No longer will visitors simply look up at the energy of Times Square; they’ll be sitting on it, too. The long granite sculptural benches indicating the thrust of the Great White Way will now carry electrical currents of up to 400 amps. The new entertainment infrastructure with fiber-optic connectivity will be the first of its kind in the city and could have implications for other event venues likely to pop up on 34th and Broadway, Madison Square, Union Square, and other plazas in Midtown.



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Major Times Square Redesign to Start in Spring

By: Mathew Katz

May 1, 2012

MIDTOWN — Besides dodging taxis and tourists, visitors to the Crossroads of the World will soon have to contend with torn-up streets and disconnected water mains — as initial work on the massive redesign of Times Square begins this spring, a timetable released by the city revealed.

The $40 million project will see both Broadway and Seventh Avenue repaved — with a mosaic design embedded in the concrete — accompanied by new lamps and benches.

The project will make the pedestrian plaza in the area permanent, adding infrastructure that includes electrical outlets to eliminate the need for generators at large events and concerts, according to the Department of Transportation and the Department of Design and Construction.



New York Mag

Countdown to a New Times Square: Could it become a place where New Yorkers actually want to hang out?

By: Justin Davidson

April 15, 2012

For two decades, New Yorkers have viewed Times Square as the city’s heart of brightness, a candy-colored hellhole to be avoided whenever possible. At either end of a workday or just before curtain time, we may dart and jostle past slow-moving out-of-towners, but the notion of meeting friends for dinner at the Hard Rock Cafe or whiling away a weekend afternoon held rapt by the symphony of screens doesn’t cross our minds.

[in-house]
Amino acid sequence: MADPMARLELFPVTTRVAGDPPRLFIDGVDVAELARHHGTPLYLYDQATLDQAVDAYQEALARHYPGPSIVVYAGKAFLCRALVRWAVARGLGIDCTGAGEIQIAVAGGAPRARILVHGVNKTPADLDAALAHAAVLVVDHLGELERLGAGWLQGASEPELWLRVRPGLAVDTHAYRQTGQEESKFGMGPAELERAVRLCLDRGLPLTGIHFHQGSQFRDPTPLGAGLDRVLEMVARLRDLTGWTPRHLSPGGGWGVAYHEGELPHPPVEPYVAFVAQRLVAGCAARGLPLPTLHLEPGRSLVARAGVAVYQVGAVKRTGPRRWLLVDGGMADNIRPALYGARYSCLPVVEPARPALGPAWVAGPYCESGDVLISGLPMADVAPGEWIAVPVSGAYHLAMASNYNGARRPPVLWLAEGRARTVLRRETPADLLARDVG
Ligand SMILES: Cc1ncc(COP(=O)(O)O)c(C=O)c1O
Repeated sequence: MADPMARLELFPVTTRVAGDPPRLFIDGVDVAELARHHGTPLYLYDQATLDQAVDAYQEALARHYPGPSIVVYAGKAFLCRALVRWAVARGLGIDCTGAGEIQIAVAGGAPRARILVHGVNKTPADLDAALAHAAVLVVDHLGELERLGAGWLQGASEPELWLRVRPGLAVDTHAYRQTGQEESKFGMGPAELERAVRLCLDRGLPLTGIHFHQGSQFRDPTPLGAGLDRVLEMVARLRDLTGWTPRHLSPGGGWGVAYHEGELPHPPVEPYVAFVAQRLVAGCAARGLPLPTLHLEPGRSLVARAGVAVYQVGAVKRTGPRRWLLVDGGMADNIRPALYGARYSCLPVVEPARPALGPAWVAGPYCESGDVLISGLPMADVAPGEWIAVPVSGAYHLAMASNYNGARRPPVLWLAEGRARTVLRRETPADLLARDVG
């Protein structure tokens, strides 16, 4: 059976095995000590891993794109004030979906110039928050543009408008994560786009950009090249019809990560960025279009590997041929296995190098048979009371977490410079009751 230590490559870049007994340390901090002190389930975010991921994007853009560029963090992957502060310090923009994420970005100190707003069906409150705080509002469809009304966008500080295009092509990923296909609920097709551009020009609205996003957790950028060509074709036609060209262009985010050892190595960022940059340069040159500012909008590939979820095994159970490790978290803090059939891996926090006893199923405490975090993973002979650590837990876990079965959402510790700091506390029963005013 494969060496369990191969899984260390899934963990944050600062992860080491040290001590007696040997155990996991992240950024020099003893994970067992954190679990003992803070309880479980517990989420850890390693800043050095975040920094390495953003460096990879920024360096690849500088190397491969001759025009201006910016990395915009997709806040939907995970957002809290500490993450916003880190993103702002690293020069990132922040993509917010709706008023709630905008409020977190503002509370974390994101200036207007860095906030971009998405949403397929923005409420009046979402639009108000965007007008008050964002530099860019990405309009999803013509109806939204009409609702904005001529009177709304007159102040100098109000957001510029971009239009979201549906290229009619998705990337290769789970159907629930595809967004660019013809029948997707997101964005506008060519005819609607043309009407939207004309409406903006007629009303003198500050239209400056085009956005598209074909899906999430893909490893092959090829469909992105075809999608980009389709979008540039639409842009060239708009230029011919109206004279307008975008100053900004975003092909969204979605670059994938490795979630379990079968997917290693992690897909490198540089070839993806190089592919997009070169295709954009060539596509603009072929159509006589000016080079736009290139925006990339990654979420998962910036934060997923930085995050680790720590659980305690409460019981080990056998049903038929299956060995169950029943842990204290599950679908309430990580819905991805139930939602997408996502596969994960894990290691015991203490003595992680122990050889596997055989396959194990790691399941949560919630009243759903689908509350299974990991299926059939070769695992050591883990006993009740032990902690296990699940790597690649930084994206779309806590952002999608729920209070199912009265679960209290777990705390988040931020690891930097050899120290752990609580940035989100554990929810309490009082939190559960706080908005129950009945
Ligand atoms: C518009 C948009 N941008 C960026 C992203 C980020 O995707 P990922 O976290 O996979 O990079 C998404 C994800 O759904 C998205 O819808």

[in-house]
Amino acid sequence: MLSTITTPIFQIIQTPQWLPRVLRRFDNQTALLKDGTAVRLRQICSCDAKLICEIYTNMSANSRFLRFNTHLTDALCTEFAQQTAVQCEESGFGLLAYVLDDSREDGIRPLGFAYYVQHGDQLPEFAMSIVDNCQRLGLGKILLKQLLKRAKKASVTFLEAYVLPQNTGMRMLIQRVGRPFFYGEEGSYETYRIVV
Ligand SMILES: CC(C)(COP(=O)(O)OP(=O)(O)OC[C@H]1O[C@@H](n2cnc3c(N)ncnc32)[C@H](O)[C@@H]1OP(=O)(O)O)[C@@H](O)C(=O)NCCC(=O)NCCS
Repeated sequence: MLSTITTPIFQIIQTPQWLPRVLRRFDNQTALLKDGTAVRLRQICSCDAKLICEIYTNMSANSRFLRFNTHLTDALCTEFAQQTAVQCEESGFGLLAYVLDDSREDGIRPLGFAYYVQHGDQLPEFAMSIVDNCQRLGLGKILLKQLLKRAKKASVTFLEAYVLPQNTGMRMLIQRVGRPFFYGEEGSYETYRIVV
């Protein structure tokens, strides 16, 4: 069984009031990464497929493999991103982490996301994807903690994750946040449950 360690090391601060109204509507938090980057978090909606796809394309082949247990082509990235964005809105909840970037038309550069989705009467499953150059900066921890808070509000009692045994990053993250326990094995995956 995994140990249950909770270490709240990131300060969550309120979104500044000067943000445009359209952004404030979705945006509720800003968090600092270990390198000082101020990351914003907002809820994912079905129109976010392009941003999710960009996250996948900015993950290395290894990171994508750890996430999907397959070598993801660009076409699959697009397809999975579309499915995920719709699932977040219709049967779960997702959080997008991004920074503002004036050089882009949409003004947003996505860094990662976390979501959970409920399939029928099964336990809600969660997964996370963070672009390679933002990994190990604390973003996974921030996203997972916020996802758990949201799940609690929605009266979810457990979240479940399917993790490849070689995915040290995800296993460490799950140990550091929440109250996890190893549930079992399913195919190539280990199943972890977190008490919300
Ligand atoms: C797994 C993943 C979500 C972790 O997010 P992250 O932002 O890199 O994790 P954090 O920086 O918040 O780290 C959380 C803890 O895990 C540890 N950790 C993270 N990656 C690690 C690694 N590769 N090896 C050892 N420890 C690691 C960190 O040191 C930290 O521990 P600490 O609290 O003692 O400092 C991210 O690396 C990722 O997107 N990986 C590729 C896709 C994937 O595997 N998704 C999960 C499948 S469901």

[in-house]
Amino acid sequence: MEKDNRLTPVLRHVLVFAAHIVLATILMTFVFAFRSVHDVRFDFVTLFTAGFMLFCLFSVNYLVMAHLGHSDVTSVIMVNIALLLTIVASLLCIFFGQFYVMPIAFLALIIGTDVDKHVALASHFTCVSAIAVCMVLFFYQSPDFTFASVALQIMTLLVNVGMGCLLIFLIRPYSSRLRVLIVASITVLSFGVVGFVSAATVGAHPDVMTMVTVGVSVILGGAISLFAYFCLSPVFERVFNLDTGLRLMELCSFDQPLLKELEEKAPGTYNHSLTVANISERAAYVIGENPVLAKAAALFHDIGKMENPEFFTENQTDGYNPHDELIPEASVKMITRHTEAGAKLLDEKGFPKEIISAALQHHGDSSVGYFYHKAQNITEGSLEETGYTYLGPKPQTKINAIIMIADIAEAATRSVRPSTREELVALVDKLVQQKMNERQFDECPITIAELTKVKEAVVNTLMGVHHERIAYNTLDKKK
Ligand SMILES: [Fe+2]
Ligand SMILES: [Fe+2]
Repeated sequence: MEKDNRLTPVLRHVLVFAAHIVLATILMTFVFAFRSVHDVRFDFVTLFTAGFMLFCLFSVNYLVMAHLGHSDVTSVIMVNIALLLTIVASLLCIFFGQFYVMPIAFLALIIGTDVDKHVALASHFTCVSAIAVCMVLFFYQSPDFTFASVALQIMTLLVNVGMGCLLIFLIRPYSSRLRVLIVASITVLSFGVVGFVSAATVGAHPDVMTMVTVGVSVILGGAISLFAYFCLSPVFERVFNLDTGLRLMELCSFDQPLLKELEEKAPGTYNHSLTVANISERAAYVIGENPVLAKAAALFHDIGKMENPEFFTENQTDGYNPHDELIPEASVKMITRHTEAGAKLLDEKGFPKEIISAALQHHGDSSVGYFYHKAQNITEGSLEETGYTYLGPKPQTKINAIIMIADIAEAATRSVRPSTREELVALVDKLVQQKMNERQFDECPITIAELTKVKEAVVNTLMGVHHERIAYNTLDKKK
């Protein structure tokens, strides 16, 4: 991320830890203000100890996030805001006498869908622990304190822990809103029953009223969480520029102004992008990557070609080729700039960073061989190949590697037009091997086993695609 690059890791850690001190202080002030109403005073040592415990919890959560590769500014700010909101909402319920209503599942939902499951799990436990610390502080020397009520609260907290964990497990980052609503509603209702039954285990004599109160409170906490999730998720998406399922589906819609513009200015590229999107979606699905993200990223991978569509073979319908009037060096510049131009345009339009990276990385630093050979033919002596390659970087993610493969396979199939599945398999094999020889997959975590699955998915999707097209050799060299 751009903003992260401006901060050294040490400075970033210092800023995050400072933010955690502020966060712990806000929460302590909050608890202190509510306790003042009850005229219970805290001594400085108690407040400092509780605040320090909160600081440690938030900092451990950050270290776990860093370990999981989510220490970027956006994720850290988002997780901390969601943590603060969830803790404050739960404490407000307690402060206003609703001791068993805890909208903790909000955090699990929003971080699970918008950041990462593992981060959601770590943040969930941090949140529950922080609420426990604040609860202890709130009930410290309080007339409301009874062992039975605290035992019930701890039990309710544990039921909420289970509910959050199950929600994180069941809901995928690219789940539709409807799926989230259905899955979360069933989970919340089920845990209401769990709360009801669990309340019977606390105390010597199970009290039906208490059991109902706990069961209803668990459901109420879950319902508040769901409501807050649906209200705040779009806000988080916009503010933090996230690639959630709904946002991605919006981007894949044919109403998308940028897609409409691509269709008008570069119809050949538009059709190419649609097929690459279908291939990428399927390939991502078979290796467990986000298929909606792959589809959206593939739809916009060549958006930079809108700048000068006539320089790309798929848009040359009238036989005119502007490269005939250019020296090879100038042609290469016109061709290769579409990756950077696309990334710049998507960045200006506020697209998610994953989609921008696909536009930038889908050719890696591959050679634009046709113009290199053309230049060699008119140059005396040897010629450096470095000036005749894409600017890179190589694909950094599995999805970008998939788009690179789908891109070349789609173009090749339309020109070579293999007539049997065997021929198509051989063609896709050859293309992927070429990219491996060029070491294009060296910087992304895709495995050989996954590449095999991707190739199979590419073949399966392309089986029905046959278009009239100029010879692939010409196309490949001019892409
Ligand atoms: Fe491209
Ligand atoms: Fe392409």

Starting next fall, workers with jackhammers will tear apart the bow tie, temporarily making it an even less congenial place to hang out. But one major goal of the $45 million construction project is to persuade New Yorkers to love Times Square—to convince them that it’s not just a backdrop for a million daily snapshots but Manhattan’s most central, and most convivial, gathering spot. Architects and visionaries have often addressed that old ambition with high-energy concepts that gave us the current high-tech razzmatazz. Even in this round of ideas, the city has fended off proposals for colored LEDs embedded in the pavement, for ramps, staircases, pavilions, digital information kiosks, heat lamps, trees, lawns, canopies, and, of course, more video screens.



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A New Look Is Coming to Times Square: Minimalism

By: Michael Grynbaum

September 27, 2012

Times Square, whose fiery neon signs and jumbo billboards make it the epitome of larger-than-life New York, is about to get a modern, minimalist sprucing up.

A $27 million redesign headed toward final approval by the city would transform the square’s raw, concrete pedestrian plazas into sleek silver-gray spaces populated by slablike benches and metallic tiles.

The plan, which would be completed in 2014, calls for both a futuristic, streamlined look and a noirish quality that evokes the square’s colorful and occasionally illicit past.